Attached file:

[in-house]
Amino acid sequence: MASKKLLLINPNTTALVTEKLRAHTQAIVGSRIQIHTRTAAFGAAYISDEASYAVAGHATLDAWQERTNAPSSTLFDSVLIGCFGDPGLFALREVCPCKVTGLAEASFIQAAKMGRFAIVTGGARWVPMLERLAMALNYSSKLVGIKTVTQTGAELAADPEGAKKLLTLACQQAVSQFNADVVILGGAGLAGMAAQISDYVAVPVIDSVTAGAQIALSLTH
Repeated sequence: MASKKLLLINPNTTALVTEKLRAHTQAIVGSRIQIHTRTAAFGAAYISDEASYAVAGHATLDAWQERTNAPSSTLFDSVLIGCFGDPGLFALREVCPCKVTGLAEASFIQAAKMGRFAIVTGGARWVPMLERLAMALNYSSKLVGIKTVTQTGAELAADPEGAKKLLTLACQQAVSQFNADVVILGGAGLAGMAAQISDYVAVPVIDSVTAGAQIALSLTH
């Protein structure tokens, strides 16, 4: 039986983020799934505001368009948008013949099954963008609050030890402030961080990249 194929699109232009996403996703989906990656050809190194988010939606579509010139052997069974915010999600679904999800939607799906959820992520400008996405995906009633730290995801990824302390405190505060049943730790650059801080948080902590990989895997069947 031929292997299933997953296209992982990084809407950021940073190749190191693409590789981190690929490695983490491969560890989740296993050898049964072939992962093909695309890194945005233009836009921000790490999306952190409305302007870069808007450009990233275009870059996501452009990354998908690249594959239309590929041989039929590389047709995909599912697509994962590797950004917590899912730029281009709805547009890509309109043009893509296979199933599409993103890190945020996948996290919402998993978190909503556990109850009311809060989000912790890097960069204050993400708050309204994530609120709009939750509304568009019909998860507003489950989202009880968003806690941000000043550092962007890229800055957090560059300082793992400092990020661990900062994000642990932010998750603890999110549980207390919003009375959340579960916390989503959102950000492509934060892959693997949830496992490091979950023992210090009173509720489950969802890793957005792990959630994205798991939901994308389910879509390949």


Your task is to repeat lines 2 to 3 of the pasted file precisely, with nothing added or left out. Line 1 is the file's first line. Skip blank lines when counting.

Amino acid sequence: MASKKLLLINPNTTALVTEKLRAHTQAIVGSRIQIHTRTAAFGAAYISDEASYAVAGHATLDAWQERTNAPSSTLFDSVLIGCFGDPGLFALREVCPCKVTGLAEASFIQAAKMGRFAIVTGGARWVPMLERLAMALNYSSKLVGIKTVTQTGAELAADPEGAKKLLTLACQQAVSQFNADVVILGGAGLAGMAAQISDYVAVPVIDSVTAGAQIALSLTH
Repeated sequence: MASKKLLLINPNTTALVTEKLRAHTQAIVGSRIQIHTRTAAFGAAYISDEASYAVAGHATLDAWQERTNAPSSTLFDSVLIGCFGDPGLFALREVCPCKVTGLAEASFIQAAKMGRFAIVTGGARWVPMLERLAMALNYSSKLVGIKTVTQTGAELAADPEGAKKLLTLACQQAVSQFNADVVILGGAGLAGMAAQISDYVAVPVIDSVTAGAQIALSLTH